In mid-December, Theresa May agreed to keep British economic regulations "aligned" with the EU, thus opening the way to talks on a transition period and a Brexit trade deal. And rebellious Tory MPs defeated the Government in the House of Commons, to limit the Government's ability to legislate by decree over Brexit.
The hard-Brexit press, the Mail and the Express, backed the "alignment" deal, but were furious at the Tory rebel MPs. On 9 December the Mail's headline was: "Rejoice! We're On Our Way", and the Express had: "Huge Brexit Boost At Last".
On 14 December the Mail's front page accused the Tory rebel MPs of "betraying their leader, party and 17.4 million Brexit voters" and opening the way to "a Marxist in no.10". The Express said: "Outrageous! Rebellion by 11 stubborn MPs threatens Brexit chaos".
The hard-Brexiters are in disarray.
In 2016 Brexiters claimed that their choice was democratic because it would "take back control" of British affairs from the EU authorities. Now they assent to Britain being "aligned" with EU regulations in which, after Brexit, it has no say, but rage against Parliament saying that the Government cannot use the June 2016 referendum result as a mandate for autocratic powers to do what it likes.
The EU Single Market is a system of "regulatory alignment" within the EU to ease trade. No more, no less. If Northern Ireland remains sufficiently "aligned" with the EU to allow everyday free movement across the border within Ireland, and also "aligned" with Britain, then Britain must remain "aligned" with the EU.
Norway and Switzerland opt out of some Single Market provisions (on fisheries for Norway, for example), but in return comply with the rest, in bulk, without having any say in them. "Alignment" means Britain being either a Single Market member, or an associate of the same sort as Switzerland or Norway.
Shadow Chancellor John McDonnell's talk of Britain being in "a single market" with the EU, but not "the Single Market", is obfuscatory.
In contemporary neoliberal capitalism - which, despite what its champions say, is a regime crammed with regulations and codes and box-ticking - easy trade involving rapid movement of relatively small items requires agreement over regulations. If you want to trade with the EU, with EU regulations.
A British government could change the Single Market from the inside, but it can't change the structure from the outside into a different single market.
Before June 2016 Brexiters talked of making many new trade deals which would allow a Britain outside the EU wider world trade. There is no movement on that front. The chances of a big deal to speed trade between Britain and the USA (by far the UK's leading export destination after the EU) are slight in the era of Trump.
So the Tory government, pushed on, no doubt, by big-business lobbyists who want the trade routes open, is edging crabwise towards some sort of "soft" Brexit. The explicit hard-Brexiters are on the back foot.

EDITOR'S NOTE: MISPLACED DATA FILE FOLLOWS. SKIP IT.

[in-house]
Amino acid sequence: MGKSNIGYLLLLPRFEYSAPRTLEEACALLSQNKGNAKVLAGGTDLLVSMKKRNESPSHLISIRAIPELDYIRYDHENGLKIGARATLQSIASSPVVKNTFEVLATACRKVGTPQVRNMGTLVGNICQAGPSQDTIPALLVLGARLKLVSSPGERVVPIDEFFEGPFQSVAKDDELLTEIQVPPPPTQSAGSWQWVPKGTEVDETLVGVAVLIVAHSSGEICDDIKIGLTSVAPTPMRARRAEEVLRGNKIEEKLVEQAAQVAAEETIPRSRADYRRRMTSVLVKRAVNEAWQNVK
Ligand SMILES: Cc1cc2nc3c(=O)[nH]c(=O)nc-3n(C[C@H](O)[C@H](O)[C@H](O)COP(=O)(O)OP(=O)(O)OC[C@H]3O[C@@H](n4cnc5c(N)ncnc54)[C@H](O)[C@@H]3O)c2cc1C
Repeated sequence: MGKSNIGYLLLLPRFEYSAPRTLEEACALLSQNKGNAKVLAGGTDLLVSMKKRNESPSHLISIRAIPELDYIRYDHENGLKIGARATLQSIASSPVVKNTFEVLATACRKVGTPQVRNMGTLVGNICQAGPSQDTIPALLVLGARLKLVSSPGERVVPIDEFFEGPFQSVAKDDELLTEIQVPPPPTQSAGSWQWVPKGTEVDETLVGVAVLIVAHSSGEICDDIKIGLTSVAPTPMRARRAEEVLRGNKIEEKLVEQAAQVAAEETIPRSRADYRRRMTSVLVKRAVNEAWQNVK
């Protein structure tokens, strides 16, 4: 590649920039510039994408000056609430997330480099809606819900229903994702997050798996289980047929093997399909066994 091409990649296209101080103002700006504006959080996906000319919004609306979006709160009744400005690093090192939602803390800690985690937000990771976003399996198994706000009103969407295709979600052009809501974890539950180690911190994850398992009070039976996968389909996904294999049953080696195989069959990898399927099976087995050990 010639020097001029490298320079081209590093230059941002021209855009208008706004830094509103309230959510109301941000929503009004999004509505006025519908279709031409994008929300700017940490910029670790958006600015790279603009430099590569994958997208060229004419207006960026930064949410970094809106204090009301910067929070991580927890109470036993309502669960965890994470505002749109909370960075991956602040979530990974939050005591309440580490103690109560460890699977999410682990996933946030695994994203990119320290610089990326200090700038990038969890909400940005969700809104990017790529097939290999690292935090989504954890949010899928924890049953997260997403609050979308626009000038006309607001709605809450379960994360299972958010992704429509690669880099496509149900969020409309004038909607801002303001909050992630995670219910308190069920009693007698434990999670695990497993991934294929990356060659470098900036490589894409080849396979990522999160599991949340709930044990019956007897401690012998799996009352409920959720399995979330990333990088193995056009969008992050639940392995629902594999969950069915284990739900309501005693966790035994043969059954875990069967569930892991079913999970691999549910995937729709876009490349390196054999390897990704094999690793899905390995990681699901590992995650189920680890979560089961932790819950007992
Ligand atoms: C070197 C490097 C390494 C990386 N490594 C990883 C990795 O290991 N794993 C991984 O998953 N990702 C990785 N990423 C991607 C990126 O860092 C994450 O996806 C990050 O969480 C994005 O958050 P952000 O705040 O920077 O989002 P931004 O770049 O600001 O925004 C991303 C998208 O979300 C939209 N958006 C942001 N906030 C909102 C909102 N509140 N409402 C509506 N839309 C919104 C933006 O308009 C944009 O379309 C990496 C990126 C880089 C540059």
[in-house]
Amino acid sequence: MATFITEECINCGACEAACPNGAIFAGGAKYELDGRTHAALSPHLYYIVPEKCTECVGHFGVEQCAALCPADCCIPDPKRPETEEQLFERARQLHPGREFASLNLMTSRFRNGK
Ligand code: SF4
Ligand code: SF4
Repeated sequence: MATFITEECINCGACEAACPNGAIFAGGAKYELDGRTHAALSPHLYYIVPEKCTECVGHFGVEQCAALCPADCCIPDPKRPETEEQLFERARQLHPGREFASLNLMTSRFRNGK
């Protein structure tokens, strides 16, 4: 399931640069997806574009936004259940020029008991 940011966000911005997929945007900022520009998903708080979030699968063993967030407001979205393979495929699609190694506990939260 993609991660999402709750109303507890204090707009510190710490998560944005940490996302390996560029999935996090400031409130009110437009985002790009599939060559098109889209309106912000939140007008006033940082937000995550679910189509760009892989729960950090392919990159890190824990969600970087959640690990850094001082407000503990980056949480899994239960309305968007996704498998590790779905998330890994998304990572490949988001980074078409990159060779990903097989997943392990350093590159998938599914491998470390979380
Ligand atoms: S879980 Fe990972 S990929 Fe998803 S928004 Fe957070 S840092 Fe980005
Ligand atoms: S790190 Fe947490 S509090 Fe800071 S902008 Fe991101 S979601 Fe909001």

Even Jacob Rees-Mogg, one of the few right-wing Tories who openly criticised the "alignment" agreement, is reconciled to May's way. He said on 17 December: "She has to stay until Brexit is completed".
In some ways all this is to our advantage. It means that the Tories are constrained to deflate, bit by bit, the hopes of those who really expected good things from Brexit. The evidence is that most Brexit voters didn't really expect good from Brexit, but rather voted to express "identity" and "values" and hostility to immigration; still, those who did expect good face discredit and demoralisation.
The Tories will still be avid to limit the rights of people wanting to move from EU countries to Britain, but are likely to settle for much looser limits than Ukip types would want.
All such advantages could however prove slight or entirely illusory. Mishaps and crises in the Brexit talks, causing higher barriers than any rational capitalist calculation wants, remain likely.
Needed, in order to give substance and sticking-power to the advantages, is a solid positive campaign for free movement, for keeping borders low and easy, for solidarity and social levelling-up across Europe - and, in fact, to give people the democratic right to a second verdict on Brexit when the shape of any deal emerges. Labour should be waging that campaign.
Instead, it is still equivocating. On 17 December, Shadow Home Secretary Diane Abbott, who spoke up occasionally for free movement in the months after the 2016 referendum, and had said in a constituency newsletter that the electorate should have the right to vote on a final deal, backtracked and said: "The Labour party does not support a second referendum".
John McDonnell is taking refuge in obfuscation about "a" single market and "the" single market. Labour still rules out continuing free movement, though front-bench Brexit spokesperson Keir Starmer has talked vaguely of "easy movement".
All that must be turned round. Support the Labour Campaign for Free Movement!